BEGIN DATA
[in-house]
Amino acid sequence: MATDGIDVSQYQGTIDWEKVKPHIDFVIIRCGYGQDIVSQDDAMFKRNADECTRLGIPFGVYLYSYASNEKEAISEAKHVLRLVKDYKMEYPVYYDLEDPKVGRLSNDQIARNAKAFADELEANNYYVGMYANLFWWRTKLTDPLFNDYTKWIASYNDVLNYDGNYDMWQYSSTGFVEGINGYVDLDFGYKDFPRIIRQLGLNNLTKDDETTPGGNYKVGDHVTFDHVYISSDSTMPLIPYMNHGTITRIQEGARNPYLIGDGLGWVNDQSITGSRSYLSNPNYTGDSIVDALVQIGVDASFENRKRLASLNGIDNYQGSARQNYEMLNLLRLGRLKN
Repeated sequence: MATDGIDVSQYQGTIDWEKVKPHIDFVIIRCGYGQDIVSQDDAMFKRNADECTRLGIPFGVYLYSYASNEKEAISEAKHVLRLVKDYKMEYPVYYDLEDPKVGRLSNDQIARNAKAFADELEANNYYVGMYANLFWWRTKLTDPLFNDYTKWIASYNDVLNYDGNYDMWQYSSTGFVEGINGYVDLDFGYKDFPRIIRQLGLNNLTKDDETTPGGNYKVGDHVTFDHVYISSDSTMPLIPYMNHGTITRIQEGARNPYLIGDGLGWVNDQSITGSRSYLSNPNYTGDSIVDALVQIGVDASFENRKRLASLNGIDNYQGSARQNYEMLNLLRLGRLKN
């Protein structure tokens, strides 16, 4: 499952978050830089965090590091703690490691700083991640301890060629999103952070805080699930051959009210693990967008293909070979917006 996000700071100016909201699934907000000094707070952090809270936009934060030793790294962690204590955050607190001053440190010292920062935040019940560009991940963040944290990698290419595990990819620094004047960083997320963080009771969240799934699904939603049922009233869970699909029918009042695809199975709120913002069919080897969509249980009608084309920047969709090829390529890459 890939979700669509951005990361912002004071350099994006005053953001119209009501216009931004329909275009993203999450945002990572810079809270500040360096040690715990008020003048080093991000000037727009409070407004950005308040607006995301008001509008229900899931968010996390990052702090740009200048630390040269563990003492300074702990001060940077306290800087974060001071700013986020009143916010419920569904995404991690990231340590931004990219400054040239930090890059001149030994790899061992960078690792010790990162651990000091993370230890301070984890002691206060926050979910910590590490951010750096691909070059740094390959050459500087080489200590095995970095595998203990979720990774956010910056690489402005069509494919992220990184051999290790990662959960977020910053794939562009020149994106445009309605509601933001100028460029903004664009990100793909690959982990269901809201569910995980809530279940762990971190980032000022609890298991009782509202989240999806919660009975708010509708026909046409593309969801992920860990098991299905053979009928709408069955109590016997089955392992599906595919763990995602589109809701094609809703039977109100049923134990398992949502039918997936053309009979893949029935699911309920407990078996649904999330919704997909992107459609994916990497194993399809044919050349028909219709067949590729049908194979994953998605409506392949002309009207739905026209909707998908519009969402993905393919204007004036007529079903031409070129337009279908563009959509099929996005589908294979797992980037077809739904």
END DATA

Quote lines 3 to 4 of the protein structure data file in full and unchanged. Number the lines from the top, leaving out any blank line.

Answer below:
Repeated sequence: MATDGIDVSQYQGTIDWEKVKPHIDFVIIRCGYGQDIVSQDDAMFKRNADECTRLGIPFGVYLYSYASNEKEAISEAKHVLRLVKDYKMEYPVYYDLEDPKVGRLSNDQIARNAKAFADELEANNYYVGMYANLFWWRTKLTDPLFNDYTKWIASYNDVLNYDGNYDMWQYSSTGFVEGINGYVDLDFGYKDFPRIIRQLGLNNLTKDDETTPGGNYKVGDHVTFDHVYISSDSTMPLIPYMNHGTITRIQEGARNPYLIGDGLGWVNDQSITGSRSYLSNPNYTGDSIVDALVQIGVDASFENRKRLASLNGIDNYQGSARQNYEMLNLLRLGRLKN
């Protein structure tokens, strides 16, 4: 499952978050830089965090590091703690490691700083991640301890060629999103952070805080699930051959009210693990967008293909070979917006 996000700071100016909201699934907000000094707070952090809270936009934060030793790294962690204590955050607190001053440190010292920062935040019940560009991940963040944290990698290419595990990819620094004047960083997320963080009771969240799934699904939603049922009233869970699909029918009042695809199975709120913002069919080897969509249980009608084309920047969709090829390529890459 890939979700669509951005990361912002004071350099994006005053953001119209009501216009931004329909275009993203999450945002990572810079809270500040360096040690715990008020003048080093991000000037727009409070407004950005308040607006995301008001509008229900899931968010996390990052702090740009200048630390040269563990003492300074702990001060940077306290800087974060001071700013986020009143916010419920569904995404991690990231340590931004990219400054040239930090890059001149030994790899061992960078690792010790990162651990000091993370230890301070984890002691206060926050979910910590590490951010750096691909070059740094390959050459500087080489200590095995970095595998203990979720990774956010910056690489402005069509494919992220990184051999290790990662959960977020910053794939562009020149994106445009309605509601933001100028460029903004664009990100793909690959982990269901809201569910995980809530279940762990971190980032000022609890298991009782509202989240999806919660009975708010509708026909046409593309969801992920860990098991299905053979009928709408069955109590016997089955392992599906595919763990995602589109809701094609809703039977109100049923134990398992949502039918997936053309009979893949029935699911309920407990078996649904999330919704997909992107459609994916990497194993399809044919050349028909219709067949590729049908194979994953998605409506392949002309009207739905026209909707998908519009969402993905393919204007004036007529079903031409070129337009279908563009959509099929996005589908294979797992980037077809739904």